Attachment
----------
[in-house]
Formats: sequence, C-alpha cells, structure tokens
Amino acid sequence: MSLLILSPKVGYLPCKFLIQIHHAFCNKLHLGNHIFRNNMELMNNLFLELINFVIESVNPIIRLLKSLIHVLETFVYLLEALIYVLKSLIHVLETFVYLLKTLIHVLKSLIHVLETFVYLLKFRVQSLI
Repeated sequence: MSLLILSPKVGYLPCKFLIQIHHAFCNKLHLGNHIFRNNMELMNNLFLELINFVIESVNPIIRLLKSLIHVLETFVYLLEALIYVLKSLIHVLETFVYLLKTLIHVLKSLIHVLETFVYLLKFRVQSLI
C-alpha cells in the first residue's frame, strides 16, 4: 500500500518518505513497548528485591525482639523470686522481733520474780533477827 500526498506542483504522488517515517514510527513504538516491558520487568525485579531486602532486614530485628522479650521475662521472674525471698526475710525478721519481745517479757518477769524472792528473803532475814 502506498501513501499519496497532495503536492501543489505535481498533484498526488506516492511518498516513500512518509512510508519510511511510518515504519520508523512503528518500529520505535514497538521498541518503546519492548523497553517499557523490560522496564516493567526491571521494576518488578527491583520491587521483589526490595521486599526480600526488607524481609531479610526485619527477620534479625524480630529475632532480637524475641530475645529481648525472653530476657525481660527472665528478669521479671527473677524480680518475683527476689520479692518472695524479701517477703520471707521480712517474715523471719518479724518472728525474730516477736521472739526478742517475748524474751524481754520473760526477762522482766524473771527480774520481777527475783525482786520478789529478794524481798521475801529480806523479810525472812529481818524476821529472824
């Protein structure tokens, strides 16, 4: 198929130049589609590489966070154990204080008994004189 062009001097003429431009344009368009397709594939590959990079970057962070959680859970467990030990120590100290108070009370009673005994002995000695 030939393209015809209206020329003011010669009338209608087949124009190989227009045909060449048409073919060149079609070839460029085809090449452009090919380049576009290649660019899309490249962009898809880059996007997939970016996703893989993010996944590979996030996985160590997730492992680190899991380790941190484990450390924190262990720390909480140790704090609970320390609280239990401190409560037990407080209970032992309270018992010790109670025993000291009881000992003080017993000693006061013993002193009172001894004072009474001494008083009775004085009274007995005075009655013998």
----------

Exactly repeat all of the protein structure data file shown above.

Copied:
[in-house]
Formats: sequence, C-alpha cells, structure tokens
Amino acid sequence: MSLLILSPKVGYLPCKFLIQIHHAFCNKLHLGNHIFRNNMELMNNLFLELINFVIESVNPIIRLLKSLIHVLETFVYLLEALIYVLKSLIHVLETFVYLLKTLIHVLKSLIHVLETFVYLLKFRVQSLI
Repeated sequence: MSLLILSPKVGYLPCKFLIQIHHAFCNKLHLGNHIFRNNMELMNNLFLELINFVIESVNPIIRLLKSLIHVLETFVYLLEALIYVLKSLIHVLETFVYLLKTLIHVLKSLIHVLETFVYLLKFRVQSLI
C-alpha cells in the first residue's frame, strides 16, 4: 500500500518518505513497548528485591525482639523470686522481733520474780533477827 500526498506542483504522488517515517514510527513504538516491558520487568525485579531486602532486614530485628522479650521475662521472674525471698526475710525478721519481745517479757518477769524472792528473803532475814 502506498501513501499519496497532495503536492501543489505535481498533484498526488506516492511518498516513500512518509512510508519510511511510518515504519520508523512503528518500529520505535514497538521498541518503546519492548523497553517499557523490560522496564516493567526491571521494576518488578527491583520491587521483589526490595521486599526480600526488607524481609531479610526485619527477620534479625524480630529475632532480637524475641530475645529481648525472653530476657525481660527472665528478669521479671527473677524480680518475683527476689520479692518472695524479701517477703520471707521480712517474715523471719518479724518472728525474730516477736521472739526478742517475748524474751524481754520473760526477762522482766524473771527480774520481777527475783525482786520478789529478794524481798521475801529480806523479810525472812529481818524476821529472824
């Protein structure tokens, strides 16, 4: 198929130049589609590489966070154990204080008994004189 062009001097003429431009344009368009397709594939590959990079970057962070959680859970467990030990120590100290108070009370009673005994002995000695 030939393209015809209206020329003011010669009338209608087949124009190989227009045909060449048409073919060149079609070839460029085809090449452009090919380049576009290649660019899309490249962009898809880059996007997939970016996703893989993010996944590979996030996985160590997730492992680190899991380790941190484990450390924190262990720390909480140790704090609970320390609280239990401190409560037990407080209970032992309270018992010790109670025993000291009881000992003080017993000693006061013993002193009172001894004072009474001494008083009775004085009274007995005075009655013998």